“We are coming to believe that our minds are entirely sufficient to understand the universe in its entirety. This means a shrinking respect for mystery—religion vanishing as a meaningful part of our lives (or being used, in its fundamentalist forms, to beat back mystery, rather than engage it); an increasing acceptance that if something is ‘effective’ (profitable, stockholder-enhancing), then that answers all questions of its morality. This insistence on the literal and provable and data-based and pragmatic leaves us, I think, only partly human.” —George Saunders
As a writer, one of my professional tics is to shape what I experience and what I observe into narrative. I almost addictively look for patterns, draw lines between dots, rejoice at the discovery (let’s be real, sometimes imposition) of beginning, middle, and end.
I know this isn’t unique to writers, of course. We all hunger to make sense of the nonsensical, to bend the seeming randomness of our lives to the will of our comfort in story. If we can explain it, then the world feels less haphazard; if the world feels less haphazard, we feel less at sea.
It’s easy to spot this in the person who talks about a tragic thing that happened to them and then quickly fast forwards to the silver lining: I lost my mother, which was devastating, but it convinced me that life is short and inspired me to finally quit the job I hated, as a result, or, Our divorce has led me to a deeper understanding of who I am, and in the end, I think the kids are better for it.
It’s not that these silver lining testimonials are untrue. They are as true as they are real for the teller. They are crafting a narrative that makes the horrible, painful thing virtuous, worthwhile, meaningful. What I find fascinating is our impulse to bully our experiences, especially tragic, into narrative. It’s like we cannot abide by the tragedy until it’s transmogrified into a delayed triumph.
The novelist George Saunders reminded me of this recently while reading his conversation with Jennifer Egan in a recent issue of The New York Times Sunday Magazine dedicated to the future. We have a “shrinking respect for mystery” it seems to me, not just in regards to the big wide world and all its unknowns, but also in regards to our own little lives. Is there always a silver lining to tragedy? Do we really have any clue as to why we end up with this parent, this partner, this child? Why do we feel the compulsion to be so sure about so much?
At the twilight of my 20s, I had a rug-pulled-out-from-under-me moment. Big time. I was sort of trudging along, in a healthy, if not thriving, relationship with an unconditionally loving, whiskey-drinking bear of a man, living in my own apartment in Brooklyn, surrounded by an awesome crew of friends, feeling like I was finally on my feet, professionally. Without being conscious of it, I’d written my story way into the future. I wasn’t going to get married. I was going to live in Brooklyn, likely forever. I was… I was… I was…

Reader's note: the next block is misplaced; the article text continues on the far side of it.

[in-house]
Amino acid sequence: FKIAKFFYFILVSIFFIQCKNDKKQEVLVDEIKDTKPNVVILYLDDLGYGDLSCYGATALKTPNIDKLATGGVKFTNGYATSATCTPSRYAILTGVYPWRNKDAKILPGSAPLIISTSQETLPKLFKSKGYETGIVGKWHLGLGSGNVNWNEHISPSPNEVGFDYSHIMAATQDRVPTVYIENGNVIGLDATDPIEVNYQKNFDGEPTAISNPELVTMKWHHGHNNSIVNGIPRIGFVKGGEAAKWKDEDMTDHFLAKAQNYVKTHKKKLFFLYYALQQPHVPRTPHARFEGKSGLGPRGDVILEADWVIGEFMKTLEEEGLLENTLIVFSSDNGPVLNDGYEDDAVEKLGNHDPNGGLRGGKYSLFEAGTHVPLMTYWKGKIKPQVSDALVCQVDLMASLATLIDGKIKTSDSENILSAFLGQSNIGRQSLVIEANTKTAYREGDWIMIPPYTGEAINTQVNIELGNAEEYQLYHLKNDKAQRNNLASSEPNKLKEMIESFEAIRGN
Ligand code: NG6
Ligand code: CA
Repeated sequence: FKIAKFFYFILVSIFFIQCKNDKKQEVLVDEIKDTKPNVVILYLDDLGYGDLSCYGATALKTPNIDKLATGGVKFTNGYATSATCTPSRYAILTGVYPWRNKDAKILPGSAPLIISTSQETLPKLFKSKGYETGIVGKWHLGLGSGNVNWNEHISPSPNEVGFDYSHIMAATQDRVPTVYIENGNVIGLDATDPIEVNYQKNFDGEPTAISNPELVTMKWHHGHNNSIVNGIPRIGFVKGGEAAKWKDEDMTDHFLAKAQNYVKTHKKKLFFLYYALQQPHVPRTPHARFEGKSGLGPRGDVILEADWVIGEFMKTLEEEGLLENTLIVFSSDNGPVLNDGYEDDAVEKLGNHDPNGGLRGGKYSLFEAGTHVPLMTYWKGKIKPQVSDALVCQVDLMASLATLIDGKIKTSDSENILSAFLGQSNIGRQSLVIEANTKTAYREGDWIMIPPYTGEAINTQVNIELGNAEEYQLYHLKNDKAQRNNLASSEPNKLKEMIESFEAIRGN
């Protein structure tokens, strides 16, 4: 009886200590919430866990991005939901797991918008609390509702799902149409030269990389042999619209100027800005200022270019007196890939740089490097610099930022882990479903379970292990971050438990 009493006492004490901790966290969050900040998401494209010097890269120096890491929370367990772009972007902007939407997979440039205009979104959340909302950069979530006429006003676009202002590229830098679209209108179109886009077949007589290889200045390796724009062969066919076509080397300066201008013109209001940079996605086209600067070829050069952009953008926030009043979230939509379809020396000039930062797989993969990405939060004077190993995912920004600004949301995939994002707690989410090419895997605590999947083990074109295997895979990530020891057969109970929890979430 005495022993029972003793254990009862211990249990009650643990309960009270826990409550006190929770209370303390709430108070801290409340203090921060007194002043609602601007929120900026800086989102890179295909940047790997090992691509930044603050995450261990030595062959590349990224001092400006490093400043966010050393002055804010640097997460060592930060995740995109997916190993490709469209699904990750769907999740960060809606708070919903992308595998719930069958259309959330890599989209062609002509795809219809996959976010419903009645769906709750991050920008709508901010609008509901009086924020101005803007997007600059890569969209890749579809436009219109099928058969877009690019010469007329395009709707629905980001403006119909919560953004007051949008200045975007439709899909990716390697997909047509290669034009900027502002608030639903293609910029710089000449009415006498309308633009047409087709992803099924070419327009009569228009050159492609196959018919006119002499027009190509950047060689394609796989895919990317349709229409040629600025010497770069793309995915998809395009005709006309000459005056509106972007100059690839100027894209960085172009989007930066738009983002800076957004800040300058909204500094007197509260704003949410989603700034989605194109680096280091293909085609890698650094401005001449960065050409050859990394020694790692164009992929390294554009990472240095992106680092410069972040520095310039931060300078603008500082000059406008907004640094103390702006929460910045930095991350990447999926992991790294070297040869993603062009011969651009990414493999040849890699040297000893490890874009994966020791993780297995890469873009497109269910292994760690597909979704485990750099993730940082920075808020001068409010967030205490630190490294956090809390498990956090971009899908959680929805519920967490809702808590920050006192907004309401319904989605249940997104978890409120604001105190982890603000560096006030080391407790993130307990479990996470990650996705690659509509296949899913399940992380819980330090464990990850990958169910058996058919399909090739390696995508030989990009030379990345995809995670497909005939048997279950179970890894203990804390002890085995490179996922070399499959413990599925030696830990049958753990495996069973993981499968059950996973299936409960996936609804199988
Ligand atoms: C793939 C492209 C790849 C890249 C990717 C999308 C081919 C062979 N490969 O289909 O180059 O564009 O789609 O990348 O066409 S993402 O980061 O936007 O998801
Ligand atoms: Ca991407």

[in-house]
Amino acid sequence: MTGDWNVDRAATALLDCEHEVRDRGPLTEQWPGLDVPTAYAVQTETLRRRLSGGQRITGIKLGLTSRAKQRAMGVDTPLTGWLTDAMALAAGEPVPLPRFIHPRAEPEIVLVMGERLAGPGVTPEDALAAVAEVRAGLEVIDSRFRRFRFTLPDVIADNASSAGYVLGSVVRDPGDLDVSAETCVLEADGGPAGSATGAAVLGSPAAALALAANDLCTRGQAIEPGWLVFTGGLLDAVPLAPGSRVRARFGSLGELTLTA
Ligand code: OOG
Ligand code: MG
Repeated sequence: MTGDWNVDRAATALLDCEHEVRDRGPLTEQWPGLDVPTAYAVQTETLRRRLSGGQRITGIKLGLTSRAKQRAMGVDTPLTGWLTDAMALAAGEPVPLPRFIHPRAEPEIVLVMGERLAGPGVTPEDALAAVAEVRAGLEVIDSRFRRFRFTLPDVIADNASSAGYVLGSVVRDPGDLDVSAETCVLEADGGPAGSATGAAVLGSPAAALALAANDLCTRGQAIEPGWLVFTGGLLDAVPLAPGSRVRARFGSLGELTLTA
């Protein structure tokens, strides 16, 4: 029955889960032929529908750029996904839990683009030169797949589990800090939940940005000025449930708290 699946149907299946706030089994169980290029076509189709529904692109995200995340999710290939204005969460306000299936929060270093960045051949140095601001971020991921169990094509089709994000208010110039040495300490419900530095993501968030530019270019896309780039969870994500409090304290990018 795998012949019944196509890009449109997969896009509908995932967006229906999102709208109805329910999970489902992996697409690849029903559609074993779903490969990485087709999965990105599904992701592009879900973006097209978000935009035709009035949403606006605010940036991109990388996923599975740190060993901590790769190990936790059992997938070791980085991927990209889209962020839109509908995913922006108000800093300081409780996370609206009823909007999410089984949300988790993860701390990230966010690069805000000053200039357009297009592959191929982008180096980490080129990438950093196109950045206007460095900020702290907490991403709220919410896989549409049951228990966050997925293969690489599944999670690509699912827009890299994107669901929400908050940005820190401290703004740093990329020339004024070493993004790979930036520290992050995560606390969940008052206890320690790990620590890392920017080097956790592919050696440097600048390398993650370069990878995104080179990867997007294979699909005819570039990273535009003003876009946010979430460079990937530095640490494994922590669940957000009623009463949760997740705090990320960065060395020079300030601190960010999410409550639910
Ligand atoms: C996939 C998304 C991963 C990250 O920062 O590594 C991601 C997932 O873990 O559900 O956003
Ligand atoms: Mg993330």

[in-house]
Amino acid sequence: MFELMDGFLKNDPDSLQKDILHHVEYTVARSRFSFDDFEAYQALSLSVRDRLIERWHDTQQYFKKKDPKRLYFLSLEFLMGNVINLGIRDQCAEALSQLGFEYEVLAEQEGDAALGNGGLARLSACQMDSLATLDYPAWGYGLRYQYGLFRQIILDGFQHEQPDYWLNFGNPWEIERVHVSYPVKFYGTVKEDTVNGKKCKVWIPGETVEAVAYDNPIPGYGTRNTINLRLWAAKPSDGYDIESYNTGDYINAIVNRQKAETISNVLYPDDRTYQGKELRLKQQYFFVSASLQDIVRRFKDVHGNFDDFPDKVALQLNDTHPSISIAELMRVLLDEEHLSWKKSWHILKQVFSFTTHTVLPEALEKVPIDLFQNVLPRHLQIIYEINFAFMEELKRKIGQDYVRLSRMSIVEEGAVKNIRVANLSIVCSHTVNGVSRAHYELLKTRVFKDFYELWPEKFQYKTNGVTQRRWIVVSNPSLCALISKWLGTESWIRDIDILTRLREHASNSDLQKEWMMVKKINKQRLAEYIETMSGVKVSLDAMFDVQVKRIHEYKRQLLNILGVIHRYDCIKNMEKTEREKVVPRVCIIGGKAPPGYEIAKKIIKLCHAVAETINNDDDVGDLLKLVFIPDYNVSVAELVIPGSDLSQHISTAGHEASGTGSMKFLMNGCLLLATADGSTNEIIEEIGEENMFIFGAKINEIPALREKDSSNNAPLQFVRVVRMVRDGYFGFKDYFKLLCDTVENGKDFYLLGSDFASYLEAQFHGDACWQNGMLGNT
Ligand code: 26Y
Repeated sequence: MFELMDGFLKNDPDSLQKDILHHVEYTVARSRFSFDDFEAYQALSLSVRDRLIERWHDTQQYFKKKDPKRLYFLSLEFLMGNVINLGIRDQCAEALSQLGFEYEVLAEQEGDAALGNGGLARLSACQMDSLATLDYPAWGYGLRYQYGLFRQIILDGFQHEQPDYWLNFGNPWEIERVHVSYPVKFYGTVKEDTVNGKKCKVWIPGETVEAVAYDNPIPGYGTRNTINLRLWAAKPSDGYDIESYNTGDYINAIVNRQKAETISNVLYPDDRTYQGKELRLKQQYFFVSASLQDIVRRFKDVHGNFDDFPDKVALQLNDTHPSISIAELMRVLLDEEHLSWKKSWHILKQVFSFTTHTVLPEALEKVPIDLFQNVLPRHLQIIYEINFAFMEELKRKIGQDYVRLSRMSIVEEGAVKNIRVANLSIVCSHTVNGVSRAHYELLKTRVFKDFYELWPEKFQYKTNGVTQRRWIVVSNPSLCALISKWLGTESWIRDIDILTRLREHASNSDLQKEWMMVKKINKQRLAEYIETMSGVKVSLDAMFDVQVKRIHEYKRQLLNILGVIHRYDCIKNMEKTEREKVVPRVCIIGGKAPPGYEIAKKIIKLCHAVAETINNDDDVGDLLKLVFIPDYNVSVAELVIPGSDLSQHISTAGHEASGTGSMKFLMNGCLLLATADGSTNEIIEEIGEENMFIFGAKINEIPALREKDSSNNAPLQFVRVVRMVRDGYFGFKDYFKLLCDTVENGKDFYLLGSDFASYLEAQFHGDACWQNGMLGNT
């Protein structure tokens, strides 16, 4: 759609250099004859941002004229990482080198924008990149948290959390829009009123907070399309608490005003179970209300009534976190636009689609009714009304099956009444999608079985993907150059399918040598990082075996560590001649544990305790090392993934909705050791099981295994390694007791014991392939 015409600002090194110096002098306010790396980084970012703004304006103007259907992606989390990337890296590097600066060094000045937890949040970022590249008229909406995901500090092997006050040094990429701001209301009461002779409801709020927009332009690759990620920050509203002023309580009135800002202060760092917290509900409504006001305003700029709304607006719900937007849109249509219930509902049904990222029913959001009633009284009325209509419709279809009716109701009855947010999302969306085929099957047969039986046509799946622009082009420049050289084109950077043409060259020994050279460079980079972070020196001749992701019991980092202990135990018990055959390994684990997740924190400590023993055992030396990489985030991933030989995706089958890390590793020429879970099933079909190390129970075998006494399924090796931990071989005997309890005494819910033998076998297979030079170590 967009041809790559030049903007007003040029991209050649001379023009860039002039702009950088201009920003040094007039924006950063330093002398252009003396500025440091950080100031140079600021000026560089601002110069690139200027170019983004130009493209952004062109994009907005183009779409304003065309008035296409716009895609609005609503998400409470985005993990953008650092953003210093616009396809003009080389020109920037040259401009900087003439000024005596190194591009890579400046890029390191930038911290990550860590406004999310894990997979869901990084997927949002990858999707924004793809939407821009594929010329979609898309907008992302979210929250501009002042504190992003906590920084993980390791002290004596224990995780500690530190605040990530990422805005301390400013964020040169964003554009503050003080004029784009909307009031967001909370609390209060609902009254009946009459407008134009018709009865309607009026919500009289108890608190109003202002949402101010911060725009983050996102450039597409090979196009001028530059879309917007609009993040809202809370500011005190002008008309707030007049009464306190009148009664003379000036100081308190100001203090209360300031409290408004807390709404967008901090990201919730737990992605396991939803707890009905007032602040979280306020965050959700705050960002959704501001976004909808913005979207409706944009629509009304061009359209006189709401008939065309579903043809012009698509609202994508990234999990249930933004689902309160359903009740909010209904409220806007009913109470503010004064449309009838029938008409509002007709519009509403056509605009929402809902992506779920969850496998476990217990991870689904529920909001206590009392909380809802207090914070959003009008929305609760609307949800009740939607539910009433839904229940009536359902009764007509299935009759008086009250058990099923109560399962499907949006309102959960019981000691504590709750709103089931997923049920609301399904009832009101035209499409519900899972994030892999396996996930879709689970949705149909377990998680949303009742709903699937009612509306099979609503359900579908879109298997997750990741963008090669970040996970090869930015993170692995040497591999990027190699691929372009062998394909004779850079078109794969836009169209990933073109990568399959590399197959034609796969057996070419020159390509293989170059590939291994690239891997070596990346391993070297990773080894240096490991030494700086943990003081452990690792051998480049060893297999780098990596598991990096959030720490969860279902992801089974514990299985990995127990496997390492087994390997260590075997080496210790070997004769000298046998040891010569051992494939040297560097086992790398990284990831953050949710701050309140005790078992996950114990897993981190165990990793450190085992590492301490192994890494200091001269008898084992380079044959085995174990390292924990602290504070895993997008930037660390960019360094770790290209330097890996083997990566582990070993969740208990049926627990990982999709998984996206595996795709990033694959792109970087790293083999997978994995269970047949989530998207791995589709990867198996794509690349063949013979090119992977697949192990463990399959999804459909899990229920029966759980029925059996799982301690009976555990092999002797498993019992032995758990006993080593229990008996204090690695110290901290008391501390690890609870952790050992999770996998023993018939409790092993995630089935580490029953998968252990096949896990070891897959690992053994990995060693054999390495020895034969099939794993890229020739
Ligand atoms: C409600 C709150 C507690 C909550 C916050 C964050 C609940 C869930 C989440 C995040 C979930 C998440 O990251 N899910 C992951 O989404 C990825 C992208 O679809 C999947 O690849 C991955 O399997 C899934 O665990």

And then I went on a writing residency 4,000 miles from my apartment in Brooklyn and my tidy, albeit largely unconscious, narrative — and learned that I actually wasn’t the author of my own story. Someone else was typing away, pages beyond what I knew to be true. My wake up came in the form of an architect/writer, serendipitously positioned in the studio next to mine, a love I neither knew I wanted nor could escape. It just was.
Truth be told, it wasn’t Eat, Pray, Love. I spent much of that residency lying on the floor, staving off anxiety attacks.
I liked my tidy narrative. I was deeply, even physiologically invested in it. I loved my unconditionally-loving, whiskey-drinking bear of a man. I didn’t want to hurt him. I didn’t want to fracture the life we’d shaped over a decade of closing down bars and lying in the park with dear friends. I didn’t want to consider that someone might demand something of me that contradicted the story that I’d told — both personally and publicly — about who I was going to be. Never a wife, for starters.
But the mystery, in the end, was stronger than the suffering I felt as I surrendered my authorship. As the anxiety started to pass, there was actually a deliciousness to the humility: Oh, shit, I guess I have no idea what my life is supposed to be like. How lovely. How lightening. I guess I should try to be as ethical as possible within the context of all of these unknowns and enjoy the ride.
As I was reflecting recently on the transition into motherhood, I realized that there are three distinct years that my life transformed most profoundly: at 18, when I went off to college, leaving the familiarity of Colorado Springs for the gritty enigma of New York City; at 29, when I surrendered to the love in the studio next door; at 34, when I became a mother. All of them were moments when I was humbled by my lack of knowing. All of them demanded patience and endurance and the supreme challenge of being gentle with myself.
Most importantly, all of them left me awed by the mysteries that remain. There’s so much we don’t know about who we are and who we will become. Isn’t that frightening? And isn’t it thrilling?